CareCredit - Women's Health April 2024

UK Banking Sector Reforms Pushed Back Six Months

England’s central bank is putting new banking reforms on hold until the summer of 2025.

As the Financial Times (FT) reported Sunday (Sept. 24), the Bank of England’s (BOE) new rules are part of a larger effort to protect the banking industry against the type of risk-taking that led to the 2007-2008 financial crisis.

The BOE’s rules would place limits on banks’ ability to determine how much capital is necessary to back certain loans and trades. The central bank is planning to release a July 2025 implementation deadline in the weeks ahead, in line with the same schedule for banks in the U.S., the FT reported, citing sources familiar with the plans.

Last month saw reports that the U.K.’s finance industry wanted the BOE to wait six months to adopt the new rules to allow the British banking sector the chance to compete with Wall Street.

The U.S. is set to implement the Basel IV measures in June of 2025, increasing bank capital requirements by about 16%.

British finance firms have argued that it would be costly to operate two different capital regimes in two countries, and worry about competition in markets where banks that trade in London compete with those trading in New York City.

“The proposal … to push back the U.S. Basel IV implementation schedule until 1 July 2025 creates challenges with misalignment across jurisdictions, particularly for global banks headquartered in the U.K.,” Jared Chebib, a partner at advisory firm Ernst & Young, said in an interview with the FT.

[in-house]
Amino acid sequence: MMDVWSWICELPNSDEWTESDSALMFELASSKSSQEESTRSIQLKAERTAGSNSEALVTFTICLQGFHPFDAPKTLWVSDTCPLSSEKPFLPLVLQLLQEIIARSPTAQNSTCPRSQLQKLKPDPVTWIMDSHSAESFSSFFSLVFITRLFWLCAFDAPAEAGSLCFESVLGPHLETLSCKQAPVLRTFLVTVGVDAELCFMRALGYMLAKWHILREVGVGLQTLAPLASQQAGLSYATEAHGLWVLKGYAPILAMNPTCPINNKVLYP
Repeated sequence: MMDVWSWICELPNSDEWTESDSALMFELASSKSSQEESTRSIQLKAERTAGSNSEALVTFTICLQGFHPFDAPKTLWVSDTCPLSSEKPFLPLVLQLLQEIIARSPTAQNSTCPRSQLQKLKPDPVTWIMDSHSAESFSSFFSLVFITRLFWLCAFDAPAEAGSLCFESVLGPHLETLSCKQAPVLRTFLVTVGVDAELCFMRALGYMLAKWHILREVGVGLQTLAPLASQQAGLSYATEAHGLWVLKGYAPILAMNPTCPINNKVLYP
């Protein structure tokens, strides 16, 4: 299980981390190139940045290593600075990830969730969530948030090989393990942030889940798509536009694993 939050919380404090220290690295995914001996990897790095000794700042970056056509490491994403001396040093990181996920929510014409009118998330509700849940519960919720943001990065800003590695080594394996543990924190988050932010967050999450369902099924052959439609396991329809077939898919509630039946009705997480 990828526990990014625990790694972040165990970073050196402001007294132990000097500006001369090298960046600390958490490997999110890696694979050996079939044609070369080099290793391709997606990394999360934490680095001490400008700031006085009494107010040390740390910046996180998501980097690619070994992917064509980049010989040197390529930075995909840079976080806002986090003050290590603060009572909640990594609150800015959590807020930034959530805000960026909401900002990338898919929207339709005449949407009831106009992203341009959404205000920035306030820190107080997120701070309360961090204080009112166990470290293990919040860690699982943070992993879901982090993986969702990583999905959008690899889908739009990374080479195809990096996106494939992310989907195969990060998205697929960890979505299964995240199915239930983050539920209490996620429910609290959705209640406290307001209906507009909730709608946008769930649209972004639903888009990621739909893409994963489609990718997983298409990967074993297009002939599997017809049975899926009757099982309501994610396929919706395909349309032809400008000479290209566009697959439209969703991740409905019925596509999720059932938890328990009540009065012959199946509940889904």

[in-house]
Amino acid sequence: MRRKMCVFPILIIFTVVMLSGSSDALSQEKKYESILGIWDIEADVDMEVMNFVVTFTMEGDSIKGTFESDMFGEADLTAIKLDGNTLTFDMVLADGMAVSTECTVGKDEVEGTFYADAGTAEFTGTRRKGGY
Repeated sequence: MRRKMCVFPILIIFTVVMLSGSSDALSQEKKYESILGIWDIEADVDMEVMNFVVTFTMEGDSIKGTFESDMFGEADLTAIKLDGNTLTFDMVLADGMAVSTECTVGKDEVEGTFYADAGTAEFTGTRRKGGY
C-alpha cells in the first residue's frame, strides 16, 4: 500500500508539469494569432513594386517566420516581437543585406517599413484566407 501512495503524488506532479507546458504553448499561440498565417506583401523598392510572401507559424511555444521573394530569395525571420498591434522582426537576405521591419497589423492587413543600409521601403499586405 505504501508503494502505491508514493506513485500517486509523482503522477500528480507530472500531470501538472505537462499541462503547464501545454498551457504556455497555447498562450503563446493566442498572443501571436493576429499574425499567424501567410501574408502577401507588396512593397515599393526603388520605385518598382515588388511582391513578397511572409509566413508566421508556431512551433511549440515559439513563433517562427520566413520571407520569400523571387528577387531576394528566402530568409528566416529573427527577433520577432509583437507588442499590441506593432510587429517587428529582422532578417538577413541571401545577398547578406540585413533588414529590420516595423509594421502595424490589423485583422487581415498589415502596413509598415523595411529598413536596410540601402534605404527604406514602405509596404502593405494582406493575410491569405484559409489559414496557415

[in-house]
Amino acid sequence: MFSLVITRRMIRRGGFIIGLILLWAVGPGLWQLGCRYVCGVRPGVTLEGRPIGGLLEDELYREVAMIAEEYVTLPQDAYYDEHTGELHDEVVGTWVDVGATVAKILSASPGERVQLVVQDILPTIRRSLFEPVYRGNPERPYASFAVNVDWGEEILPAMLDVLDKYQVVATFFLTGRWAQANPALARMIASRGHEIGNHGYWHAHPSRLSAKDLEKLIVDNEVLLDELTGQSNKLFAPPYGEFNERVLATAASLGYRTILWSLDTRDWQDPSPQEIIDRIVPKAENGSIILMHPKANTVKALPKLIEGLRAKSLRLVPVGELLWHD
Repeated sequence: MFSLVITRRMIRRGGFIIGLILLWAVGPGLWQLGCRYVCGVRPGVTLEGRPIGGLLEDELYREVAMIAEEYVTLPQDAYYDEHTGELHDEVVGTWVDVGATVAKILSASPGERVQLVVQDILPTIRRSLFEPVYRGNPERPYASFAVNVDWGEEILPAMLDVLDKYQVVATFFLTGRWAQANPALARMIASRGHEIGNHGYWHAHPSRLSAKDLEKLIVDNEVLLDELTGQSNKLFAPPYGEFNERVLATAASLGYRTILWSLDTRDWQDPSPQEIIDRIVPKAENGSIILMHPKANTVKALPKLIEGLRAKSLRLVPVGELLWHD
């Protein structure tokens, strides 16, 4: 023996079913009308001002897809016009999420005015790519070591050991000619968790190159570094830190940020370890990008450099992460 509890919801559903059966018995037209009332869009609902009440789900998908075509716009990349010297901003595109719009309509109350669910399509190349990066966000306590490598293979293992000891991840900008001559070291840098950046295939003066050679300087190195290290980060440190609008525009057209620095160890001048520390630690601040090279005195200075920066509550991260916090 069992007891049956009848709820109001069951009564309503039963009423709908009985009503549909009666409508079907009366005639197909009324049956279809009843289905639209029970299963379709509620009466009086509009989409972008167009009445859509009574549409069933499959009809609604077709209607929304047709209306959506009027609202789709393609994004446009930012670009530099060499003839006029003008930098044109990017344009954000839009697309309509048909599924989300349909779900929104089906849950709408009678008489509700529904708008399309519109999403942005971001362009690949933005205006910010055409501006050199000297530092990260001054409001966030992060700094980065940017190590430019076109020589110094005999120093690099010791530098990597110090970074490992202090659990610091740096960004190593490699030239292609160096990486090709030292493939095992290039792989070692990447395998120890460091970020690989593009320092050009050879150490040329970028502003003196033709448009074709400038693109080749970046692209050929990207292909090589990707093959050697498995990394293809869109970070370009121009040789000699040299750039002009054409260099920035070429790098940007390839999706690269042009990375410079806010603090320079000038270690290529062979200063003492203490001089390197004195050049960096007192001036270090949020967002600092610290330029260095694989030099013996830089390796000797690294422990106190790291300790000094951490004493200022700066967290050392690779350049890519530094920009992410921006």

And Simon Hills, head of the prudential and capital team at lobbying group UK Finance, told the news outlet that while a six-month delay would not yield much value for U.K. banks on its own, “our thinking is that we don’t want to be on different timescales in different major jurisdictions.”

As PYMNTS reported last week, the proposed regulations have gotten some pushback in the U.S., both from industry figures and congressional Republicans.

And as was also noted here, higher capital requirements could have a negative ripple effect on banks — with lost business ultimately being captured by FinTechs. Executives of traditional financial institutions have said during recent earnings calls that the impact could be significant. 

For example, J.P. Morgan Chief Financial Officer Jeremy Barnum said higher capital requirements could trigger the “possibility of a repricing of products and services, which, of course, goes back to our point that these capital increases do have impacts on the real economy … a little bit of a straight-up across-the-board tax on everything.”